I love where CM Punk's character is right now. So many people in the Internet Wrestling Community are crying because they feel he's lost in tweener-land, but let's be honest, what person in the world is a true face or a heel? We, as people, are a combination of both, and CM Punk represents a wrestler who is in the WWE for one reason; to win championships. Not to make friends, not make popular decisions, but to win. Since pro wrestling emulates a pro sport, what is wrong with Punk's current face/heel status? There are no heels or faces in Baseball for example, so why not have a character on WWE TV who is wrestling for the sake of competition, as opposed to wrestling only the bad guys because he is a good guy. Yes, at some point Punk is most likely going to turn fully heel, but the transitional period is always really fun to watch because it shows the true human side of a wrestling character.
While I didn't think there was much that was actually bad about Raw last night, I will say that there was too much emphasis put on short term, hot shot type gimmicks as opposed to story lines that have the possibility of a real future on Monday nights. I know I said I liked the unique things the show presented last night and I do look forward to seeing what they will so with Raw next week, but on the other hand WWE has to be careful about throwing too many shock and awe type things at the audience that are only good for one night. Yes, the possibility of a commercial free Raw is enticing, but its draw back is that it's only good for one night. It doesn't set anything up for the future and unless it kicks of a tradition where the show goes commercial free every so often, it only suffices to entertain for one two-hour period.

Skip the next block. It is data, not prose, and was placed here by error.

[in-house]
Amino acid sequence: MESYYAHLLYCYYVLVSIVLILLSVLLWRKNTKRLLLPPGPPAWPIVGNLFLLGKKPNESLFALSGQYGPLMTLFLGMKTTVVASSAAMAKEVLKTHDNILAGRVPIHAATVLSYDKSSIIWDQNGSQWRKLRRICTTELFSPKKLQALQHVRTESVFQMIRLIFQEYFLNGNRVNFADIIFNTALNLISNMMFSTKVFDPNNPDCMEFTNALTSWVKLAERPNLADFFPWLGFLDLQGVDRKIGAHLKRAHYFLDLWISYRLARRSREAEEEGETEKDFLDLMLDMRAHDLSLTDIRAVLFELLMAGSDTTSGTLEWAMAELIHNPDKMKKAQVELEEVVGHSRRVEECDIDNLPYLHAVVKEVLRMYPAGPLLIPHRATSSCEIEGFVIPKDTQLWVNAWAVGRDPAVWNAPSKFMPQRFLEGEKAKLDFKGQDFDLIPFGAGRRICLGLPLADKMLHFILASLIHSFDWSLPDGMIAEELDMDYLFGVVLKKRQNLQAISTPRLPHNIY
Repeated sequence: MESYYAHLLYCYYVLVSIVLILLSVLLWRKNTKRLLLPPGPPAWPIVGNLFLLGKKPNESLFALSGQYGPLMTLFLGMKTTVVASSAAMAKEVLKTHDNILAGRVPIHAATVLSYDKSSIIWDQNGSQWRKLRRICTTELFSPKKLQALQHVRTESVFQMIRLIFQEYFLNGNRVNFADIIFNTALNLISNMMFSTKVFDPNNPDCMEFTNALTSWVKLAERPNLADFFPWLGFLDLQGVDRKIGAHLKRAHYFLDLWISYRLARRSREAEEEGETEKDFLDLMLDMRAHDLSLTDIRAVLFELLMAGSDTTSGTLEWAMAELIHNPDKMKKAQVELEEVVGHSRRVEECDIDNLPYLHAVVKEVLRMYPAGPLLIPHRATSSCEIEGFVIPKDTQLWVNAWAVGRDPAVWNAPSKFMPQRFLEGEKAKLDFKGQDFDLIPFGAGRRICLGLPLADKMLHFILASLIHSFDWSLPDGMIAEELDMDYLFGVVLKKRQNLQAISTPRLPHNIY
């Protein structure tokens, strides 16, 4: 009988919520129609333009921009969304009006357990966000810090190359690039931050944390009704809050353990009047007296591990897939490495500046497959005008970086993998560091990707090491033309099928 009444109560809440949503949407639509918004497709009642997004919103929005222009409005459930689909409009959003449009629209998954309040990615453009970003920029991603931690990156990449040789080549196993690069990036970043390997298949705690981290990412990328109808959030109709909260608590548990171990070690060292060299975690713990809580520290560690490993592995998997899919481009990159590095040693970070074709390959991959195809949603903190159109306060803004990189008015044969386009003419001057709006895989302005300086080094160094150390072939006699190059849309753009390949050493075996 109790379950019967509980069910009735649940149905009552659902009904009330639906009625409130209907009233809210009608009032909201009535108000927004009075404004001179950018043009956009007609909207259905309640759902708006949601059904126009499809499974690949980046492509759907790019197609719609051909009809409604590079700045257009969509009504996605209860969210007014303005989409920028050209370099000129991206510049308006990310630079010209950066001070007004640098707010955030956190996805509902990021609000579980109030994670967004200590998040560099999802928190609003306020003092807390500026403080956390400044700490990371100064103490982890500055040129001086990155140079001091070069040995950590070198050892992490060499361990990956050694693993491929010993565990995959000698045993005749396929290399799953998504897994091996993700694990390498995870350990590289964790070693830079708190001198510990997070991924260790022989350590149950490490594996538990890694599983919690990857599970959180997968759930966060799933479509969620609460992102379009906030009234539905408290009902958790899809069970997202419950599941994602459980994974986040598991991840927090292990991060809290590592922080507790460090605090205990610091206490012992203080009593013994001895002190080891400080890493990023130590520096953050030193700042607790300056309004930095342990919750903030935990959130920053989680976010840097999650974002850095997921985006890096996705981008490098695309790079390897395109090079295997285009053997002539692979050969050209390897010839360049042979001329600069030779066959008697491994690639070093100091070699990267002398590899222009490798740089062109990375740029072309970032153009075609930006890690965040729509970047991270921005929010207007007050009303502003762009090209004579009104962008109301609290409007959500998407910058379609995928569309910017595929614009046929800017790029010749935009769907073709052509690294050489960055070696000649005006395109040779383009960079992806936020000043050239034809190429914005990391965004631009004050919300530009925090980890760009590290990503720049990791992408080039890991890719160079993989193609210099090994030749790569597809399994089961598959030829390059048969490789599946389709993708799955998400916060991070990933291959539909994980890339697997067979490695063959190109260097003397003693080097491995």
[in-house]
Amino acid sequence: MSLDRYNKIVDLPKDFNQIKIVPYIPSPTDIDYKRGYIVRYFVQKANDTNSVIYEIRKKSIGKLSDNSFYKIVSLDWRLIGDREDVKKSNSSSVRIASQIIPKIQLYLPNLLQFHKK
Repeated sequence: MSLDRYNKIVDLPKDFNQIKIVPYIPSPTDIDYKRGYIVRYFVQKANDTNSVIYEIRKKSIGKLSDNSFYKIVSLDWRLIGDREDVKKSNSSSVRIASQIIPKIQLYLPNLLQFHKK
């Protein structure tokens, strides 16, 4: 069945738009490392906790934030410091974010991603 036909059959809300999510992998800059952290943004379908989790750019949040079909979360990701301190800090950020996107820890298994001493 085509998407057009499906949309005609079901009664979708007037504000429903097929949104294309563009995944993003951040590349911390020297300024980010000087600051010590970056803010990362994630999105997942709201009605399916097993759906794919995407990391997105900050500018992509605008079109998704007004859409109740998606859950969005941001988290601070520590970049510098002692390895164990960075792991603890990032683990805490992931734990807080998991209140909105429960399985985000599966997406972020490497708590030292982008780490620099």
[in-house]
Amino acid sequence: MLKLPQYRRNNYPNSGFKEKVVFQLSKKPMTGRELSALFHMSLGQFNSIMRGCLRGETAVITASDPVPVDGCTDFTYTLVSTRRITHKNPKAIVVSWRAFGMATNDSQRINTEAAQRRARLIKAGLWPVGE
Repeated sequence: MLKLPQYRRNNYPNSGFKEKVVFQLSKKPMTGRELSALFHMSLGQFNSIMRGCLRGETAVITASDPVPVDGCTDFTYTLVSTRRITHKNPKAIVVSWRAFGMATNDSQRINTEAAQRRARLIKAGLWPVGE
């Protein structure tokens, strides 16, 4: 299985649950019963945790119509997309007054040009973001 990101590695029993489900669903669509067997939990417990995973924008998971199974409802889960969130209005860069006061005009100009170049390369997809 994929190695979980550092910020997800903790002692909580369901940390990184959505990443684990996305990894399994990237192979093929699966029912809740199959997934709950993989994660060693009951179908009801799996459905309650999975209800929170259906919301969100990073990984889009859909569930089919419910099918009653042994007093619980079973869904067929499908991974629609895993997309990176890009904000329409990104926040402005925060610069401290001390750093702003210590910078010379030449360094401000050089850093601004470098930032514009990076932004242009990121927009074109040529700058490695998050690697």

WWE needs to spend more time focusing on adding depth to story lines that already exist and that have a possible future with the company. For example, where was MVP last night? He was eliminated very early on in the battle royal and had no other presence on a 3 hour show. The angle with Big Show, John Cena and The Miz was parked in favor of Show and Cena competing in the Fatal Four Way match and The Miz was left to work with Goldust and Hornswoggle in an unremarkable segment that had nothing to do with current programs.
The Hart Dynasty was showcased with little to no importance whatsoever on Raw last night. WWE cannot make the mistake of taking a "these guys are on ECW so no one cares" approach to showcasing new talent, because it diminishes both their potential and clearly states that WWE doesn't value one of its own brands. The Hart's should have been put over last night as the future of the company, instead of talent that you don't need to know much about because they are on the "C" show.